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Astron. Astrophys. 355, L31-L33 (2000)

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3. Discussion

The proposed modification, while retaining the basic and most successful characteristic of the unification model (i.e. that all intermediate and type 2 Seyferts harbour an obscured type 1 nucleus), explains, at least qualitatively, the observed differences between the average properties of Seyfert 1s and Seyfert 2s and between the column density distributions of intermediate and strict type 2 Seyferts. This model is somewhat different (even if on a similar line of thought) from that proposed by Maiolino & Rieke (1995), and takes into account recent observational results. The two `flavours' of Seyferts, with and without the thick torus, may represent either two different branches in the AGN evolution, or a different evolutionary stage in the life of any (or most) source.

Testing the proposed model would require further studies of the statistical properties of Seyferts, which caution in separating intermediate and strict type 2 sources. For instance, as the torus is expected to be axially symmetric (while the dust lanes are probably more randomly distributed), a correlation between Compton-thick absorption and presence of ionization cones and large polarization is expected. Another test is to search for the presence of the torus in Seyfert 1s, as we predict that many sources of this class do not have it. This may be done either by searching for strong IR emission (which however may be related to starburst rather than reprocessing of UV/X-rays from thick matter), of by searching for signatures of X-ray reprocessing (e.g. Ghisellini, Haardt & Matt 1994; Krolik, Madau & Zycki 1994). The latter way have already produced a clear case of a Seyfert 1 with the torus: NGC 4051 was caught by BeppoSAX when the nuclear emission was switched-off, and clear evidence for reprocessing by large amount of optically thick distant matter was present (e.g. a [FORMULA]600 eV equivalent width iron line and a cold reflection continuum, Guainazzi et al. 1998). However, this kind of observations based on variability requires rather extreme behaviours of the X-ray emission, and it is not clear how common a switching-off of the nucleus can be. More promising is to search for narrow (i.e. unresolved) iron K[FORMULA] lines in addition to the relativistically broadened component from the accretion disc. When the nuclear X-ray emission is directly visible, equivalent widths of the order of 50-100 eV are expected from the torus (Ghisellini, Haardt & Matt 1994). While ASCA and BeppoSAX results have been rather ambiguous in this respect, such a search is certainly within the capabilities of XMM.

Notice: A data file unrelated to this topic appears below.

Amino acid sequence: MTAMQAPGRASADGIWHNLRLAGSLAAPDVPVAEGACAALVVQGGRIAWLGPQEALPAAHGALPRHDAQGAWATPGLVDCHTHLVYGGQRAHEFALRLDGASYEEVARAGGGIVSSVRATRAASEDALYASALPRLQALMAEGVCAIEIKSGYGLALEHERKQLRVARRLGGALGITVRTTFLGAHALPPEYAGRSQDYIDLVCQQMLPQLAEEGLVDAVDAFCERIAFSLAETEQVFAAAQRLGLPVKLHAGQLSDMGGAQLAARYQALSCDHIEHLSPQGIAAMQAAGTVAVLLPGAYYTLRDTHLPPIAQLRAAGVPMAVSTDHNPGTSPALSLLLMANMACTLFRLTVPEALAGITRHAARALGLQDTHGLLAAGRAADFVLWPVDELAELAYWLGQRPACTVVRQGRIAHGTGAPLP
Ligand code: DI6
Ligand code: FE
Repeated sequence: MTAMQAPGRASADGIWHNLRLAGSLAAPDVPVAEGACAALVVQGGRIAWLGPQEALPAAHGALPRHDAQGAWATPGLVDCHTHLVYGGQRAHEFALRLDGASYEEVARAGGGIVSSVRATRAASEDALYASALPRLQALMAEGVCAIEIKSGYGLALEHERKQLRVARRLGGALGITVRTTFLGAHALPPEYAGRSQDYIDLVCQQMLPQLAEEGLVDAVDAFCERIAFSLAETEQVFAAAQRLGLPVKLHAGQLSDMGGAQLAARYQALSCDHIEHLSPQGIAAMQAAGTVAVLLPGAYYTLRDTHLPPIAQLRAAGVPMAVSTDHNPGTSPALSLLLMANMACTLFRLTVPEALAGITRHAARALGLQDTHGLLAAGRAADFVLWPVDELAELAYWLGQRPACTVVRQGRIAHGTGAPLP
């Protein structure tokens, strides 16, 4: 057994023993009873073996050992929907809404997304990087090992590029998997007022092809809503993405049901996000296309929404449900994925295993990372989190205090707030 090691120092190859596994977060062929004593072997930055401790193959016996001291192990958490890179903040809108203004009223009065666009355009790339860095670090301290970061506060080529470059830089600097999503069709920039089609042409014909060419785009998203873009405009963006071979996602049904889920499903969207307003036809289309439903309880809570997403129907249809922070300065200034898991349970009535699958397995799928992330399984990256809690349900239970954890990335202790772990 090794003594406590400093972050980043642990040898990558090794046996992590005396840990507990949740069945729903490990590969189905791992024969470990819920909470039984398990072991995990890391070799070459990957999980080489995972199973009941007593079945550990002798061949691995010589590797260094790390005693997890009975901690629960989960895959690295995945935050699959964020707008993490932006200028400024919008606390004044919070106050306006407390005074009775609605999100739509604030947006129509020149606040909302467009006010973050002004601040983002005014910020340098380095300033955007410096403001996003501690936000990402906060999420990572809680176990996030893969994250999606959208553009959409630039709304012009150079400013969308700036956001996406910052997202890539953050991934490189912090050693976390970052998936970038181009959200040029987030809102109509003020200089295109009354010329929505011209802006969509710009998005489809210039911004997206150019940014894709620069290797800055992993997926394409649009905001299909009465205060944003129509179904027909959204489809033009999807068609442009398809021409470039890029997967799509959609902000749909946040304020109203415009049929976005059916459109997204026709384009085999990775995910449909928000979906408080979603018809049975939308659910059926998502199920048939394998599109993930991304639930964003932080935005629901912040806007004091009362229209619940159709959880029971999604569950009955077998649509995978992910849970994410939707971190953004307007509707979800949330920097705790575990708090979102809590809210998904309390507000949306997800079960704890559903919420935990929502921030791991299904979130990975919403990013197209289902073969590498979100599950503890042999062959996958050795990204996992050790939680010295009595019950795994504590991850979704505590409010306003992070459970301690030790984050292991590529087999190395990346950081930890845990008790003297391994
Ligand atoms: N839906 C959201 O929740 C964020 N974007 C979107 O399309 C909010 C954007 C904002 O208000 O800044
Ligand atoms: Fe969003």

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© European Southern Observatory (ESO) 2000

Online publication: March 9, 2000
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